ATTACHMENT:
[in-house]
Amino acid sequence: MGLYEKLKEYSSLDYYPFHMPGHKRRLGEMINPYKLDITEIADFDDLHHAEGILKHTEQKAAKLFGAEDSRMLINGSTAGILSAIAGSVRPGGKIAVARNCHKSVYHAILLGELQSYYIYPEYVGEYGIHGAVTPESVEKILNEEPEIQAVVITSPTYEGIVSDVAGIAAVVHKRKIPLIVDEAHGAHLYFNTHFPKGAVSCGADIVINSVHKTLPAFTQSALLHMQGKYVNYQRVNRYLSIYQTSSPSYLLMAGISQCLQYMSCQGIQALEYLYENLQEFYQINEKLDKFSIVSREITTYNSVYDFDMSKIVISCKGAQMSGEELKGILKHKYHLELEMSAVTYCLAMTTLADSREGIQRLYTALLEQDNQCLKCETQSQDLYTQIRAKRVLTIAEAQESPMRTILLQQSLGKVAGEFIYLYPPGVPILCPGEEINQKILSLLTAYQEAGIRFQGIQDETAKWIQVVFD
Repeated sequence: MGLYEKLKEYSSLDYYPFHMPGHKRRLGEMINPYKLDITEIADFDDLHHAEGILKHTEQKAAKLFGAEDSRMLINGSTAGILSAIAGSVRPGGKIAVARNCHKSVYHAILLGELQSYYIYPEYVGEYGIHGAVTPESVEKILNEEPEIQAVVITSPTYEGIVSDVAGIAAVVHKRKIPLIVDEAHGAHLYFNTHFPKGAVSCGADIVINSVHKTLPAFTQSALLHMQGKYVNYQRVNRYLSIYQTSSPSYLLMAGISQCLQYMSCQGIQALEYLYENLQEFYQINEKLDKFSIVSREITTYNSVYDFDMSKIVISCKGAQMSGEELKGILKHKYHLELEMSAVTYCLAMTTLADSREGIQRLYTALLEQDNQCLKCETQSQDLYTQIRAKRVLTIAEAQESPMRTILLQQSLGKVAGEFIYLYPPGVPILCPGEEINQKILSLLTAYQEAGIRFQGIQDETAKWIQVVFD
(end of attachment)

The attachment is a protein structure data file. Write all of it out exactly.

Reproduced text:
[in-house]
Amino acid sequence: MGLYEKLKEYSSLDYYPFHMPGHKRRLGEMINPYKLDITEIADFDDLHHAEGILKHTEQKAAKLFGAEDSRMLINGSTAGILSAIAGSVRPGGKIAVARNCHKSVYHAILLGELQSYYIYPEYVGEYGIHGAVTPESVEKILNEEPEIQAVVITSPTYEGIVSDVAGIAAVVHKRKIPLIVDEAHGAHLYFNTHFPKGAVSCGADIVINSVHKTLPAFTQSALLHMQGKYVNYQRVNRYLSIYQTSSPSYLLMAGISQCLQYMSCQGIQALEYLYENLQEFYQINEKLDKFSIVSREITTYNSVYDFDMSKIVISCKGAQMSGEELKGILKHKYHLELEMSAVTYCLAMTTLADSREGIQRLYTALLEQDNQCLKCETQSQDLYTQIRAKRVLTIAEAQESPMRTILLQQSLGKVAGEFIYLYPPGVPILCPGEEINQKILSLLTAYQEAGIRFQGIQDETAKWIQVVFD
Repeated sequence: MGLYEKLKEYSSLDYYPFHMPGHKRRLGEMINPYKLDITEIADFDDLHHAEGILKHTEQKAAKLFGAEDSRMLINGSTAGILSAIAGSVRPGGKIAVARNCHKSVYHAILLGELQSYYIYPEYVGEYGIHGAVTPESVEKILNEEPEIQAVVITSPTYEGIVSDVAGIAAVVHKRKIPLIVDEAHGAHLYFNTHFPKGAVSCGADIVINSVHKTLPAFTQSALLHMQGKYVNYQRVNRYLSIYQTSSPSYLLMAGISQCLQYMSCQGIQALEYLYENLQEFYQINEKLDKFSIVSREITTYNSVYDFDMSKIVISCKGAQMSGEELKGILKHKYHLELEMSAVTYCLAMTTLADSREGIQRLYTALLEQDNQCLKCETQSQDLYTQIRAKRVLTIAEAQESPMRTILLQQSLGKVAGEFIYLYPPGVPILCPGEEINQKILSLLTAYQEAGIRFQGIQDETAKWIQVVFD